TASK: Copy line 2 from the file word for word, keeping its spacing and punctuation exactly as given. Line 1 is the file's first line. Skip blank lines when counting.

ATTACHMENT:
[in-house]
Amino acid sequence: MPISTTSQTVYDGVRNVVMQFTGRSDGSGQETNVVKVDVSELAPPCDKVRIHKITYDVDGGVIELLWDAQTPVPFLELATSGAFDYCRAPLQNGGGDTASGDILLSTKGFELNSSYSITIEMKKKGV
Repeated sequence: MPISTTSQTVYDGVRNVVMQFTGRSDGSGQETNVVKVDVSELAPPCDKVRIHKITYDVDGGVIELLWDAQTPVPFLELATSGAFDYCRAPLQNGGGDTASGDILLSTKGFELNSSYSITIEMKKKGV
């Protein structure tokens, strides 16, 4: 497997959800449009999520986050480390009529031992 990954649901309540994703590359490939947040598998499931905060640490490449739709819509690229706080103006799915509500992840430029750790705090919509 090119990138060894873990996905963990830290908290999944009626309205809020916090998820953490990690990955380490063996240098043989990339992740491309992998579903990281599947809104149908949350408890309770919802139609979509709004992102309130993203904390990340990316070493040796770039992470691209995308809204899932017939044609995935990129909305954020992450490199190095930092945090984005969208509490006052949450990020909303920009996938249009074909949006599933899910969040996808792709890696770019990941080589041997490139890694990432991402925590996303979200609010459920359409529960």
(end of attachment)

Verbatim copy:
Amino acid sequence: MPISTTSQTVYDGVRNVVMQFTGRSDGSGQETNVVKVDVSELAPPCDKVRIHKITYDVDGGVIELLWDAQTPVPFLELATSGAFDYCRAPLQNGGGDTASGDILLSTKGFELNSSYSITIEMKKKGV